Your Voice

March 1, 2006



A Puzzler Dosage Correction

We found the Puzzler "Challenging equation: 1 toddler + 1 teen x (irritable and hypertensive) = 2 (D), where "D" is a diagnostic dilemma!" by Dr. Erin Kish and Dr. Anna Myers (December 2005) extremely valuable in teaching us the challenges of managing a patient with mercury poisoning. Although it brought to our attention the intricacies of treatment with the chelating agents, we must point out an important dosage error for the chelating agent dimercaprol discussed in this article. The article stated that "Dimercaprol, also known as BAL, should be administered intramuscularly or IV ...". It should be given only IM, according to the manufacturer's package insert and other independent resources including the Thomson Micromedex Healthcare Series and Drug Facts & Comparisons. In addition, dimercaprol contains peanut oil, and should not be used in the patient with peanut allergy.

Lua Nguyen, PharmD candidate Thomas R. Caraccio, PharmDHoward C. Mofenson, MDMineola, NY

Anna Myers, MDWaco, Texas

Vaccine and Autisum

I share Dr. McMillan's view that the public discussion on autism should be directed toward a search for both cause and viable, accessible treatments (September 2005). As a pediatric nurse and a mother of a child with autism, I believe that a critical point is ignored in the mercury debate: Every child has a unique combination of genes, biochemical variances, opportunities for toxic exposures, and immune system maturation. The American Academy of Pediatrics, medical establishment, and the autism-vaccine injury advocates oversimplify this issue to favor their own position and agenda.

Just as those who fear and blame vaccines for autism run the risk of jeopardizing the health and safety of others by refusing to participate in recommended vaccination programs, a medical establishment on the defensive hinders the advancement of biomedical research toward treating the complex biochemical, genetic, and auto-immune components that may shed light on the clinical set-up for autism spectrum disorder.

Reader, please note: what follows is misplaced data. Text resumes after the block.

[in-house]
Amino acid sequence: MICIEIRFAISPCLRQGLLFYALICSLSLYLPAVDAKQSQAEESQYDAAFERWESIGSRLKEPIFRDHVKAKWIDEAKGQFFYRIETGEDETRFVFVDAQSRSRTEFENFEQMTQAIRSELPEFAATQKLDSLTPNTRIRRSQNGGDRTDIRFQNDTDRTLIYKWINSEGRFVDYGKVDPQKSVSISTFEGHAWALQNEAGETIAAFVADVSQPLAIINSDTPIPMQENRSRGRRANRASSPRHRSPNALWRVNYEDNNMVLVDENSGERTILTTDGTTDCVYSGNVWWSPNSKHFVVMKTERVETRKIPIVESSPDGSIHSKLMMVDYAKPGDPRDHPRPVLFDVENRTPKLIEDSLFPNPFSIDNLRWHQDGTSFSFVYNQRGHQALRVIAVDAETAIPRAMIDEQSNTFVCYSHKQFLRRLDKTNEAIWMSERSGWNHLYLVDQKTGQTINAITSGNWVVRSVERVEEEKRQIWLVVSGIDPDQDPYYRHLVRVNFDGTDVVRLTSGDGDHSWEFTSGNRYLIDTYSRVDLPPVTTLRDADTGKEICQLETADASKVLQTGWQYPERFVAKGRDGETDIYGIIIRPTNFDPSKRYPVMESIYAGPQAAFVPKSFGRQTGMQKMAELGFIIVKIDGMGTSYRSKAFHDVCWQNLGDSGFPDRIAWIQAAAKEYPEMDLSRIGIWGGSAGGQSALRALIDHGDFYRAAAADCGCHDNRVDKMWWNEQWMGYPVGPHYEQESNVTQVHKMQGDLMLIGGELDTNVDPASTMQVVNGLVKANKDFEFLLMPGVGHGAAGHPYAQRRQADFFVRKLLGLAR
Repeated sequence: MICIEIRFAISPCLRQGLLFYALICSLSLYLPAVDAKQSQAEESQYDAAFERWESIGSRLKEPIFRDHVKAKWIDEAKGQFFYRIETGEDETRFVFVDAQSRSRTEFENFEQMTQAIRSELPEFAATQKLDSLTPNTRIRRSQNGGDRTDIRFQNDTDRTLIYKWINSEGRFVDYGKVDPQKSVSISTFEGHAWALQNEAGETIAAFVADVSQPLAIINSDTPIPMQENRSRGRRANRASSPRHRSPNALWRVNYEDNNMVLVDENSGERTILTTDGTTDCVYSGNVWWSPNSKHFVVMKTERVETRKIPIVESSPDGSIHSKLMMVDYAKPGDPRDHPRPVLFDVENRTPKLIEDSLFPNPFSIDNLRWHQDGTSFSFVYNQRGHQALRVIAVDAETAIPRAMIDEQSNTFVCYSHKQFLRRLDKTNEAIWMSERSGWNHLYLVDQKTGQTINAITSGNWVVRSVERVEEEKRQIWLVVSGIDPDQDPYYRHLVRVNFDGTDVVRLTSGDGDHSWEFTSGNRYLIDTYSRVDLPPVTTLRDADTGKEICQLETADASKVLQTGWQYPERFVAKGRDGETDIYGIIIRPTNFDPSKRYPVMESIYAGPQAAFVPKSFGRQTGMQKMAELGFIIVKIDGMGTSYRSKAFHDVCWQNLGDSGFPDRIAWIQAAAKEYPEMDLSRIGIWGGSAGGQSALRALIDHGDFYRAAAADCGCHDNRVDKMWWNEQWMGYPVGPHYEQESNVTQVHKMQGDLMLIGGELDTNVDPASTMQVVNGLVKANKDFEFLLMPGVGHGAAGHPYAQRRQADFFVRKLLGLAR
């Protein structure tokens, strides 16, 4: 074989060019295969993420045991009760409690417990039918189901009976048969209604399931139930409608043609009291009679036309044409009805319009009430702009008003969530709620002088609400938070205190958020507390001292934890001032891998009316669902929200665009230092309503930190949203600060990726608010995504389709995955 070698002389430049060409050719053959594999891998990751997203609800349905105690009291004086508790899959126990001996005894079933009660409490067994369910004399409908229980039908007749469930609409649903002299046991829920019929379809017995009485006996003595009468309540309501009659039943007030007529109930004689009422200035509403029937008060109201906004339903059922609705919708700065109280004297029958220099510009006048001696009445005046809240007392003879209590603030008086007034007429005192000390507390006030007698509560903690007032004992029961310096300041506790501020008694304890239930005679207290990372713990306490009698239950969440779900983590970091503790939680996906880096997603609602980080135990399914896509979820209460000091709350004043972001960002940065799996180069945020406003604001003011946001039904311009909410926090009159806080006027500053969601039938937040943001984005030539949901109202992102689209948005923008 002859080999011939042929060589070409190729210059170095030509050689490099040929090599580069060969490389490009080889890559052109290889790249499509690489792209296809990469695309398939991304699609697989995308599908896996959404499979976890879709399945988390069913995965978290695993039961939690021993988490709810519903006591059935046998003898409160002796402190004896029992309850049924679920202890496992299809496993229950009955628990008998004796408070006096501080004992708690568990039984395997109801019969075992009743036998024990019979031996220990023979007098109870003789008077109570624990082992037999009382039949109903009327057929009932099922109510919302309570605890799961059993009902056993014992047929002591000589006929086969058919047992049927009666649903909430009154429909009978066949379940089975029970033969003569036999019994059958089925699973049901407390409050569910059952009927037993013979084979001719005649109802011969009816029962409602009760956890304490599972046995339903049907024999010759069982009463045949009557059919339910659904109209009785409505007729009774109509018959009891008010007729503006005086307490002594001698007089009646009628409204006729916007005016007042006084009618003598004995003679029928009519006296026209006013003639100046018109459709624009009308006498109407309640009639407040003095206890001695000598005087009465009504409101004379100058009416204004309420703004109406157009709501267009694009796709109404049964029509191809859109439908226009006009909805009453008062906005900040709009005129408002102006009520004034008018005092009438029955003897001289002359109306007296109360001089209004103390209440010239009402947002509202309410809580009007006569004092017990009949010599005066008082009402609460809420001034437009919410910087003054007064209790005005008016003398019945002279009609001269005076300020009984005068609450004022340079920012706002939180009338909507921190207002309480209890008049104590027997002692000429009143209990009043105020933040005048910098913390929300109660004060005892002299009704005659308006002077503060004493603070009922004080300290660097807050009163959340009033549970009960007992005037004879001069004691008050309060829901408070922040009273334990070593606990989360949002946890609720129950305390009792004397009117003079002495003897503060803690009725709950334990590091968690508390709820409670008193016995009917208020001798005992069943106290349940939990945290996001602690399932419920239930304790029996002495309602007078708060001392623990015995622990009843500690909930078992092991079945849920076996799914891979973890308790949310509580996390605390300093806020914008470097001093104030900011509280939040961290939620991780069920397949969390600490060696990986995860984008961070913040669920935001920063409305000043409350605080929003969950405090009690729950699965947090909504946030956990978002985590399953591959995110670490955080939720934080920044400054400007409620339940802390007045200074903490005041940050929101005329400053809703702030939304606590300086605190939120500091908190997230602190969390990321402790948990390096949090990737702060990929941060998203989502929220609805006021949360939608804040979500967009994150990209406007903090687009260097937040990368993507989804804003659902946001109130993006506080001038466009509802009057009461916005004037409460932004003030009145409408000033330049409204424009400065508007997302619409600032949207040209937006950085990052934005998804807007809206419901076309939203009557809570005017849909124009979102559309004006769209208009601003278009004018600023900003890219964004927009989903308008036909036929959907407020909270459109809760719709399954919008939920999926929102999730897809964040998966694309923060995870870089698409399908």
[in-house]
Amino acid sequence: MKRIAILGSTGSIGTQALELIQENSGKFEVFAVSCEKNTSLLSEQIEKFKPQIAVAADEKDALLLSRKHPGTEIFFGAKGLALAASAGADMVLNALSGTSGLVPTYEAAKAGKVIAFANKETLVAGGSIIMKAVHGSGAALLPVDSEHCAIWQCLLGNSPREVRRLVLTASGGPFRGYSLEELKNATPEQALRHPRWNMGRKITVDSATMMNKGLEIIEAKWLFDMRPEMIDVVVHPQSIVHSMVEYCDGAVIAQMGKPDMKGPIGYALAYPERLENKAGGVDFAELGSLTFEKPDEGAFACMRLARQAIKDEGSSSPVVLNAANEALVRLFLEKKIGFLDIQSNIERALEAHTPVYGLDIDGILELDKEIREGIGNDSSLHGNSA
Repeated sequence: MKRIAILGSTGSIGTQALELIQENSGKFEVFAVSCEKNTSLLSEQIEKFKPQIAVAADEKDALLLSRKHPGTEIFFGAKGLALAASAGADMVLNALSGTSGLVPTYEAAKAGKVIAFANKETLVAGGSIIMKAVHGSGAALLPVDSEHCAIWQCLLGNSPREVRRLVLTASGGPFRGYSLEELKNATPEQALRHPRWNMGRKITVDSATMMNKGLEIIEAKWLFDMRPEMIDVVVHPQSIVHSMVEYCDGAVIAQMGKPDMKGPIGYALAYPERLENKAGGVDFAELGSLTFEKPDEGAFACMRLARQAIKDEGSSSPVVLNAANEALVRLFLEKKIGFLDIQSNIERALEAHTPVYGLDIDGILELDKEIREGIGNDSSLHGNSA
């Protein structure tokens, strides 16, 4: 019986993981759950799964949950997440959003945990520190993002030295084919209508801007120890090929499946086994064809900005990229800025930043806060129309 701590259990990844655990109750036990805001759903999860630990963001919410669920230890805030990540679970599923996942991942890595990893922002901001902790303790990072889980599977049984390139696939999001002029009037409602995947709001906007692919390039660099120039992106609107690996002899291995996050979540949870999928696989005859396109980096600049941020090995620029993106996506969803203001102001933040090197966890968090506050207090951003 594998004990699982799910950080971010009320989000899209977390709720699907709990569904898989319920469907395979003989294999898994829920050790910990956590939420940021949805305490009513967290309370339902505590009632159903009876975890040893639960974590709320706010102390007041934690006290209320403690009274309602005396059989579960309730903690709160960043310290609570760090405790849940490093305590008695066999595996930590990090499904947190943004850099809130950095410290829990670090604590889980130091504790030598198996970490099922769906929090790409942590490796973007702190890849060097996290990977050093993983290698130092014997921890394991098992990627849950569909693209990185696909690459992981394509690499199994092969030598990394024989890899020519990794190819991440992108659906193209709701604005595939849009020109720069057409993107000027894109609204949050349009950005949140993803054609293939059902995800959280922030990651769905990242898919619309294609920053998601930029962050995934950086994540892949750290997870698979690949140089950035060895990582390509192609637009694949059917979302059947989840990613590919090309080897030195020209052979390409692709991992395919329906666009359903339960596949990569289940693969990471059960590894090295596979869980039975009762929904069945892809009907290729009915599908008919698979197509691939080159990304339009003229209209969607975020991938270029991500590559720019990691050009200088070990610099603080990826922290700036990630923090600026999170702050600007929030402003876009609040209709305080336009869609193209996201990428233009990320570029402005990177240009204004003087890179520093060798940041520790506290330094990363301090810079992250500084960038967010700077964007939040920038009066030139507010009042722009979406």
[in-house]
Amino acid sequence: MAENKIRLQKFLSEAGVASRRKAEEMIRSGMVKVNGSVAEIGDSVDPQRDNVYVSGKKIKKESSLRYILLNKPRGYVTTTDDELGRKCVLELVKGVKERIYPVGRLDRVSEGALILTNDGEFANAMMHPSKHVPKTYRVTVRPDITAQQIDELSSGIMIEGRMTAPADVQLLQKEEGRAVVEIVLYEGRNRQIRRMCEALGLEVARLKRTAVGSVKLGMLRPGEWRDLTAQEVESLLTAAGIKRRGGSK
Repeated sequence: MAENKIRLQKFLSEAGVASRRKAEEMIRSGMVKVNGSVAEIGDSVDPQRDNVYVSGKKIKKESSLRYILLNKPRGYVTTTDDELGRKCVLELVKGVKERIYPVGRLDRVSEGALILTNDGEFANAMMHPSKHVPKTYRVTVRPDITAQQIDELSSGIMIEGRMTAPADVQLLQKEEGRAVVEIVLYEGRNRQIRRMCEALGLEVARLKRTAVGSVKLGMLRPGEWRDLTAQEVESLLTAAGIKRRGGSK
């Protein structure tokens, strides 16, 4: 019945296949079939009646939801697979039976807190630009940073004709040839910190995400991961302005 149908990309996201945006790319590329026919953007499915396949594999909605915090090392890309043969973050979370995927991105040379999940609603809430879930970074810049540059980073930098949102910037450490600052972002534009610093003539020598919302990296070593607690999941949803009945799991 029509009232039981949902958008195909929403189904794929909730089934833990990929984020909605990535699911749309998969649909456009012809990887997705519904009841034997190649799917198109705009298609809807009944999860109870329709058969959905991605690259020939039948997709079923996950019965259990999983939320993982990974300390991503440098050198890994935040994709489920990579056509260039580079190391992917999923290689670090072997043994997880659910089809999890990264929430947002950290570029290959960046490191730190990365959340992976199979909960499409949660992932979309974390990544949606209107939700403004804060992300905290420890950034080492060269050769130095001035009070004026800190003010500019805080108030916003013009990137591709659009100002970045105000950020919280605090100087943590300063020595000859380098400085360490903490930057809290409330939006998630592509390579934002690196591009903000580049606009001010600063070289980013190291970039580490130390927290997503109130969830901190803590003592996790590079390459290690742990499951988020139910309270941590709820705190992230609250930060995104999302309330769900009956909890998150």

I have found nothing in the literature that lays to rest my concern that the variances in biochemistry, genetics, and immune function found through an extensive work-up on my son may have been a factor in his ability to tolerate the vaccination schedule. Could that have contributed to the onset of regressive autism around the age of 15 months? Obviously, we would not work up every newborn to identify those more likely to have an adverse reaction to vaccines, but future advances in gene mapping may allow us to predict biochemical risk factors for this disease.

A pediatrician who encourages parents to adhere to the AAP vaccine recommendations for their children will have more credibility with parents concerned about vaccine safety if he or she is knowledgeable about autism. Pediatricians need to do more than screen for or recognize autism spectrum disorder, they need to join the fight, by reading current research on autism cause, treatment, and interventions; by helping families affected by autism obtain community support, navigate the complex diagnostic work-up, and make treatment decisions.

Pediatricians who provide a true medical home in this complex, litigation-saturated healthcare system have the credibility and mutual trust with families that will allow them to enter into a meaningful dialogue about vaccine safety.

Erin J Keith-Chancy, RN, BSNSt. Petersburg, Fla